|Publication Type:||Journal Article|
|Year of Publication:||2015|
|Authors:||Põldmaa, K., Jürgenstein, S., Bahram, M., Teder, T., Kurina O.|
|Journal:||Basic and applied ecology|
2014AbstractMaking generalisations on trophic interactions is often limited because studies mostly focus on only a few target systems.Despite the important role of fungivores in forest ecosystems, the determinants of their communities are poorly known. Thisstudy examined, for the first time, on the basis of quantitative data, the diversity of fungivorous insects in relation to that oftheir hosts. Variation in range, species richness and community composition of associated partners was compared among fungusgnats (Diptera: Mycetophilidae, Bolitophilidae) and their mushroom hosts (Basidiomycota: Agaricomycetes) using rarefactionprocedures and permutational analysis of variance. DNA barcoding aided identification of fungus gnat species. In the studiedboreal forests, 80% of the 100 fungal species and 74% of 460 fruitbodies were colonised by fungus gnats. Each infestedmushroom species hosted 1 to 12 gnat species, with 37 gnat species reared from 1 to 41 fungal species. Mushroom and fungusgnat species were both associated with three partner species at median. While most of the common gnat species could beconsidered oligo- or polyphagous, this study showed that earlier works have erroneously categorised some ubiquitous species aspolyphagous in the absence of quantitative data. Species richness of fungus gnats and mushrooms correlated strongly at the levelof host genera. Regarding partners community composition, analysing frequencies of associations between all pairs of partnerspecies revealed no significant differences among fungus gnats but distinguished between the saprotrophic and ectomycorrhizalmushroom genera. Our results provide empirical evidence to substantiate a recent hypothesis that fungal trophic status affects,via fruitbody characteristics, the community structure of associated organisms. Presented evidence suggests oligophages withhost preference to prevail among mushroom-feeding fungus gnats, thereby distinguishing these from many other studied insectguilds, largely composed of broad generalists and strict specialists.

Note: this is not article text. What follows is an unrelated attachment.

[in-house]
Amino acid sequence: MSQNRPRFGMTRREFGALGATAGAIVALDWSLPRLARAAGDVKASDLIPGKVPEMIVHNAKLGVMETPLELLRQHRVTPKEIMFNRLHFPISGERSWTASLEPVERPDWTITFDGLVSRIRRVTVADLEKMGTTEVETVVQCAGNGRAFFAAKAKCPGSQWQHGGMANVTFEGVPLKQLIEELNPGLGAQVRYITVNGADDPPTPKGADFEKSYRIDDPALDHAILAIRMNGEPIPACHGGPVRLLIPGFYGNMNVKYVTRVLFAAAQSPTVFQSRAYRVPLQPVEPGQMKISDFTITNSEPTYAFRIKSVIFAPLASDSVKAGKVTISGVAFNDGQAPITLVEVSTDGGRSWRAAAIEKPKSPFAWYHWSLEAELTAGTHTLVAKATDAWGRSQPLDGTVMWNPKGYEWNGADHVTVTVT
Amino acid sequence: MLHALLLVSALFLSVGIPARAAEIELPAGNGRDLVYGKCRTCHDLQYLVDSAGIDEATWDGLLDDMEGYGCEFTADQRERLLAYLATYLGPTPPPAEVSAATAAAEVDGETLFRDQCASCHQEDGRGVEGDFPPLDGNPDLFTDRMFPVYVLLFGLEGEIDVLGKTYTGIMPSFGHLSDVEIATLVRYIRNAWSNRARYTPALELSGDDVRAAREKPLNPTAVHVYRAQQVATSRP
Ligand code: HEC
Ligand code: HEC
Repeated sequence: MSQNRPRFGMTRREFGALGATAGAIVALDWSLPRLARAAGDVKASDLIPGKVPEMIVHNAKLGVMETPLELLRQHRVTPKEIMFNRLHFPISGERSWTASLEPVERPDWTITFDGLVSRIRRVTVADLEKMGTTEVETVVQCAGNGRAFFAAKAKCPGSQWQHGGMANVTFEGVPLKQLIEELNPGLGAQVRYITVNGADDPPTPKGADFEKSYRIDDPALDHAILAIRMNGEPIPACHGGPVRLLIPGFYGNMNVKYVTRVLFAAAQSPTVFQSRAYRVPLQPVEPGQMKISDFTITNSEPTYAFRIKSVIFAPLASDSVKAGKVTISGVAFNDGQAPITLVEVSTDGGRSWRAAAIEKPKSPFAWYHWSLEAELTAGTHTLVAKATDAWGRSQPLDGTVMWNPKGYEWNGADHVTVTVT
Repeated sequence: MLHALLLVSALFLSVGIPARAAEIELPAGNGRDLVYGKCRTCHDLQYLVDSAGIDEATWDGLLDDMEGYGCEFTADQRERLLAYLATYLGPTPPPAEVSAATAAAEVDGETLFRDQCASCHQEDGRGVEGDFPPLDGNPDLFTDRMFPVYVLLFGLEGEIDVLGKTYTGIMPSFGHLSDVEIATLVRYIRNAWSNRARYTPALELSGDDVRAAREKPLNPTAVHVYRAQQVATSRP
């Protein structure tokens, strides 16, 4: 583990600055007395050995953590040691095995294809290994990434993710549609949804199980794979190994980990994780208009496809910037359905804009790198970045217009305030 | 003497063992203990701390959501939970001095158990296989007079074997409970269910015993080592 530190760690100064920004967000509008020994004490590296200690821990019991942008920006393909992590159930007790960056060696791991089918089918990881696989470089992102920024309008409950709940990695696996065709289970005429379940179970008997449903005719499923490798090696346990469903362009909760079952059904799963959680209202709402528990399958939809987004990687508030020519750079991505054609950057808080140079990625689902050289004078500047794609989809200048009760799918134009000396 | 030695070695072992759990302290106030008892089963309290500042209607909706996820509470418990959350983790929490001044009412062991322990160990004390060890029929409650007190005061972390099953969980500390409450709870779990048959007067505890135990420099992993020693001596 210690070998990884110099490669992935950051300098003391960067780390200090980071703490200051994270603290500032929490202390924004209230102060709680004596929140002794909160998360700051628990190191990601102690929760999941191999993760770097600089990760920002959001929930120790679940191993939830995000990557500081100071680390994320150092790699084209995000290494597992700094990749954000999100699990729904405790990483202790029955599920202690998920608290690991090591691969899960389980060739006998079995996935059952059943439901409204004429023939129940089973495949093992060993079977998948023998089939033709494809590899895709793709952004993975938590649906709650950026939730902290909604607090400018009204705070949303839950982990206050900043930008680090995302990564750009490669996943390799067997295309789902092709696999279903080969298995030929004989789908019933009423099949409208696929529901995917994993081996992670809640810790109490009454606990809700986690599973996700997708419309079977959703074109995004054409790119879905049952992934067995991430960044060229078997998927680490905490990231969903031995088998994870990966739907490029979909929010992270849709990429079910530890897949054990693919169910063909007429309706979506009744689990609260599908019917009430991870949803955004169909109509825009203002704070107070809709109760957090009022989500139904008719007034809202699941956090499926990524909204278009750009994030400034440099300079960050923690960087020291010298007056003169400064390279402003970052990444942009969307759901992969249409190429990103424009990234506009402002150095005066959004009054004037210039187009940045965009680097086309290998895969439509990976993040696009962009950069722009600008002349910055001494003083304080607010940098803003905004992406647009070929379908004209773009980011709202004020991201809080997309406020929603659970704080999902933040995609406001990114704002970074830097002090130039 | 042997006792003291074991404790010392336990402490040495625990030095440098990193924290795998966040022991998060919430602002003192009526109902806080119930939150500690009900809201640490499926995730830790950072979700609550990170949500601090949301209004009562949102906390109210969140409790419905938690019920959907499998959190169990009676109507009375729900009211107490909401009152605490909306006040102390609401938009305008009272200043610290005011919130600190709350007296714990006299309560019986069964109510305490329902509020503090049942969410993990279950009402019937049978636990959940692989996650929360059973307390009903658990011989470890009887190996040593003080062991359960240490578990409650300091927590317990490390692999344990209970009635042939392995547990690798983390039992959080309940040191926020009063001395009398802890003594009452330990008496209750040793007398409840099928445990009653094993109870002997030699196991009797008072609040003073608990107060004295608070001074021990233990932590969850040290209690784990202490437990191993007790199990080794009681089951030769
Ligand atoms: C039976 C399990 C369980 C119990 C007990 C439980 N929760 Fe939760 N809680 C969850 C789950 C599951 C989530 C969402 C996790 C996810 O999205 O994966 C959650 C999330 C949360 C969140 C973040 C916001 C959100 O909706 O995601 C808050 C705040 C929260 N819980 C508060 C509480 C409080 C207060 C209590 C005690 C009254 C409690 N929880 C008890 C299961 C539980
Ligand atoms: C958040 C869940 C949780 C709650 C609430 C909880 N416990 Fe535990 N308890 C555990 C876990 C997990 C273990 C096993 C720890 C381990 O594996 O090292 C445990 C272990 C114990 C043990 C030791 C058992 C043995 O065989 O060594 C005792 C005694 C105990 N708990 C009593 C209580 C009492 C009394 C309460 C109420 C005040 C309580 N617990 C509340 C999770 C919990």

Host diversity and trophic status as determinants of speciesrichness and community composition of fungus gnats